In 2016, the U.S. Department of Agriculture and Drug Enforcement Agency released a “statement of principles” to guide interpretation of the Farm Bill’s hemp section. It states, “The growth and cultivation of industrial hemp may only take place in accordance with an agricultural pilot program to study the growth, cultivation, or marketing of industrial hemp established by a State department of agriculture or State agency responsible for agriculture in a State where the production of industrial hemp is otherwise legal under State law.”
In short, the current federal law authorizes farming of hemp – by research institutions, or within state pilot programs – for research only. Farming for commercial purposes by individuals and businesses remains prohibited.
The definition of “commercial” and the extent to which sales and marketing are allowed under the rubric of “research” remains murky. This has created significant confusion.
The statement of principles also asserted that industrial hemp programs are limited to fiber and seed. It didn’t mention the CBD oil or other edible hemp products.The DEA has apparently interpreted that to mean they remain illegal. The agency has flat-out said CBD cannot be sold under any circumstances. An Indiana TV station interviewed DEA spokesman Rusty Payne.
“It’s not legal. It’s just not.”
Payne says cannabis plants are considered a Schedule I controlled substance, and medicinal oils derived from cannabis plants are illegal according to two federal laws: the Controlled Substance Act and the Food, Drug and Cosmetic Act. He said confusion surrounding the Agricultural Act of 2014 (better known as the “Farm Bill”) is frequently cited as legal justification by those who want to manufacture, sell or use CBD oil. The DEA believes the Farm Bill permits only CBD research — not CBD marketing and sales.
“Anybody who’s in violation [of the federal laws] always runs that risk of arrest and prosecution,” he said.
The DEA’s declaration notwithstanding, CBD continues to soar in popularity. The hemp-derived oil has proven effective in treating a number of medical conditions, including seizures, pain, and anxiety. According to Marijuana Business Daily, Cannabis research firm Brightfield Group estimates that the U.S. market for CBD oil hit $291 million in 2017 and will swell to $1.65 billion by 2021 – a nearly sixfold increase.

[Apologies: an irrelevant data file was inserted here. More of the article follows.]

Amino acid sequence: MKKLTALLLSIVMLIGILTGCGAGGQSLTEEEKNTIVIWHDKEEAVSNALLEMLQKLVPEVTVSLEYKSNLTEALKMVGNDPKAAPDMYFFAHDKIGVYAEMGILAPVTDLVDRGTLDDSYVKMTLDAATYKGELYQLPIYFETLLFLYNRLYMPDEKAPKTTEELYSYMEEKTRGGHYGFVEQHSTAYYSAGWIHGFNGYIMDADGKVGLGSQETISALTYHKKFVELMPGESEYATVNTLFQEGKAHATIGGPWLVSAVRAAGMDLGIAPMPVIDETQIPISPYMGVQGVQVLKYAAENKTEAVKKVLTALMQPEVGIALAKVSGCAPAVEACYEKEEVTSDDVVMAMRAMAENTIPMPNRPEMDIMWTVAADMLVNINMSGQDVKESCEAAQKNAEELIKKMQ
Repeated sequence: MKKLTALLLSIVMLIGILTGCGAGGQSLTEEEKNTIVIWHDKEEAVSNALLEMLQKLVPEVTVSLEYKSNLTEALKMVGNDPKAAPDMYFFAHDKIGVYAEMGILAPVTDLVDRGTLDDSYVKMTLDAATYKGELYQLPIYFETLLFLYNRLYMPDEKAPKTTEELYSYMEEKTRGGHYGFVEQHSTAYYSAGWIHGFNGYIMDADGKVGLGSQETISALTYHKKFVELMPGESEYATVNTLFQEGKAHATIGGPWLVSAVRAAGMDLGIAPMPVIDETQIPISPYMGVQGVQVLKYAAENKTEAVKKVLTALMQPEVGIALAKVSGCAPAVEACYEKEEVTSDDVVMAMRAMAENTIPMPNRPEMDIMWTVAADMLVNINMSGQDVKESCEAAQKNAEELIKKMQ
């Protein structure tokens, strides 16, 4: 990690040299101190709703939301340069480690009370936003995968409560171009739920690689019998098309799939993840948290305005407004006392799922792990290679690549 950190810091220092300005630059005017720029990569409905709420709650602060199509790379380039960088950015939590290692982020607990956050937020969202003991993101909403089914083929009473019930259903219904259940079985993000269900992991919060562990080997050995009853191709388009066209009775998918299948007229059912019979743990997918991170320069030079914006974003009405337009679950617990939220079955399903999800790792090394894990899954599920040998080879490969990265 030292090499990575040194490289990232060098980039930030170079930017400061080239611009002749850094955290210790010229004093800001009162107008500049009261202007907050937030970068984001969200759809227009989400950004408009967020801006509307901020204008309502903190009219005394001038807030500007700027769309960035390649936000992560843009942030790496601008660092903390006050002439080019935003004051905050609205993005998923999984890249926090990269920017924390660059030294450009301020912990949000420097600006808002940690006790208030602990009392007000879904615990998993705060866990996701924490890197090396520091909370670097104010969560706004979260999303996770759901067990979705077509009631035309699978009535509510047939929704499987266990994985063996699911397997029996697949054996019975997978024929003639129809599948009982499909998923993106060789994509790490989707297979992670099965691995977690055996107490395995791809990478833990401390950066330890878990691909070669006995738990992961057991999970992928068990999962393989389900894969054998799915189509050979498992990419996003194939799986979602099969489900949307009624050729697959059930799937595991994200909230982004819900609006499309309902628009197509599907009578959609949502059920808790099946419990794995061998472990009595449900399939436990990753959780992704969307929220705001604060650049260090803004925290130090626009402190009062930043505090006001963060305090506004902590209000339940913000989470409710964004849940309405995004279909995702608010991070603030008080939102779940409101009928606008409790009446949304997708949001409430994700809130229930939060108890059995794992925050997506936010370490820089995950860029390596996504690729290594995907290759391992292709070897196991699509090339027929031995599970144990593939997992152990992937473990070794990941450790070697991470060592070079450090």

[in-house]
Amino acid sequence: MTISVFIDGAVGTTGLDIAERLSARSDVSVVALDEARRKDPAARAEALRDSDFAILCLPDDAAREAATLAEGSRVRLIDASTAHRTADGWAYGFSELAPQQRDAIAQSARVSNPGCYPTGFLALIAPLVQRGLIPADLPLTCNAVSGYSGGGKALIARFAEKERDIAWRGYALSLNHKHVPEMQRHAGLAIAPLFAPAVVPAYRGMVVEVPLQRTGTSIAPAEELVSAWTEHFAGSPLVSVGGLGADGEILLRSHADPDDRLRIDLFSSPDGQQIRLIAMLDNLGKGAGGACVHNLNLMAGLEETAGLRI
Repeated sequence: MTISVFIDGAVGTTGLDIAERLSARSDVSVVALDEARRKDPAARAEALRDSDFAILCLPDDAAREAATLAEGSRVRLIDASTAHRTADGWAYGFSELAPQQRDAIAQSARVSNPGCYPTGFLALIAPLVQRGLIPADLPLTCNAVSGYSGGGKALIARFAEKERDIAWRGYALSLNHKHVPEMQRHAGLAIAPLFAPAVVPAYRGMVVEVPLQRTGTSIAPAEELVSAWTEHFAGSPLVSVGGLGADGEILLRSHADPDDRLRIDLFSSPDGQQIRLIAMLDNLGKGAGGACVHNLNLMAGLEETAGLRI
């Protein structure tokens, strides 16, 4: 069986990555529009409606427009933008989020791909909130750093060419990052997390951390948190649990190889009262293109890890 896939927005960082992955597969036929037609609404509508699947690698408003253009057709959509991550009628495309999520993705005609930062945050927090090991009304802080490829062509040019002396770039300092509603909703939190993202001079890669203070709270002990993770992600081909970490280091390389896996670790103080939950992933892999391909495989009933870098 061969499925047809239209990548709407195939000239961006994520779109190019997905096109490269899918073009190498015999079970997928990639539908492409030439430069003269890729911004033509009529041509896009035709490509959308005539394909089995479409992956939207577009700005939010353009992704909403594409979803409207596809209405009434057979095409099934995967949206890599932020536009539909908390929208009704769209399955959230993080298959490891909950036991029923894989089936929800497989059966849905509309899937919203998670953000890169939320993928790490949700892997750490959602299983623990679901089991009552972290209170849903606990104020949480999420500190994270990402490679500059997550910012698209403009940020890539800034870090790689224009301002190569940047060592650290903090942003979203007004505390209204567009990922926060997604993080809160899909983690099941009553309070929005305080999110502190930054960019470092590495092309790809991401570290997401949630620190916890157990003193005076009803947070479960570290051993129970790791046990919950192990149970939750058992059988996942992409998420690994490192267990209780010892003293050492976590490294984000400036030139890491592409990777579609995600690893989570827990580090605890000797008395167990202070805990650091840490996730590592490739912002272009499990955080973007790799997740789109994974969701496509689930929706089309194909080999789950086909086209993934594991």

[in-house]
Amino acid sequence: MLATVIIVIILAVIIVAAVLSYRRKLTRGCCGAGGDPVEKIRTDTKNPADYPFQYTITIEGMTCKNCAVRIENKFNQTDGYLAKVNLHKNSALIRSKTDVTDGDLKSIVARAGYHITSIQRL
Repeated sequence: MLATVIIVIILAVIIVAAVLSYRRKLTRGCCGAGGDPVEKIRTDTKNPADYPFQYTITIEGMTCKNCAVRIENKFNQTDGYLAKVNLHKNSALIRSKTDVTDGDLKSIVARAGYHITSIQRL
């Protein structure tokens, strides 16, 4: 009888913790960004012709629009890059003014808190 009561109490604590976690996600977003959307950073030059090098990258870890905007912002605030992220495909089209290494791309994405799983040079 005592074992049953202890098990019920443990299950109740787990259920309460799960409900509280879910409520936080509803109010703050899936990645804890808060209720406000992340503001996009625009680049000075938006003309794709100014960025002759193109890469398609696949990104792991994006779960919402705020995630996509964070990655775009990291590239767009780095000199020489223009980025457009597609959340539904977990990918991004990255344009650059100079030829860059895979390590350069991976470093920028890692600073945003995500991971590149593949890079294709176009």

Hemp producing states are scrambling to meet the demand, including states that claim to allow only hemp research programs within the scope of federal law.
Several states with federally-compliant structures for hemp production, such as Kentucky, North Dakota, Minnesota and New York, have grown significant acreage under federally-approved research programs. With federal shackles locked tight by state policy, these states are not legally allowed to develop any kind of commercial market.
But they are, meaning many of these “federally compliant” programs are not actually federally compliant. Any state program producing CBD oil for the general market is operating outside the law. The commercial sale of edible hemp products violates federal law, according to some federal officials. Even so, more than half of Kentucky’s hemp acreage has been cultivated for CBD. And you can walk into virtually any health food store in the commonwealth, or even many major grocery chains, and find edible hemp products on the shelf.
This reveals a dirty little secret: you simply can’t develop a legitimate hemp industry while remaining bound by federal rules and regulations. Colorado has had success developing a vibrant hemp industry due in large part to its willingness to cast aside the pretenses and simply push forward to develop a commercial hemp industry no matter what the DEA says.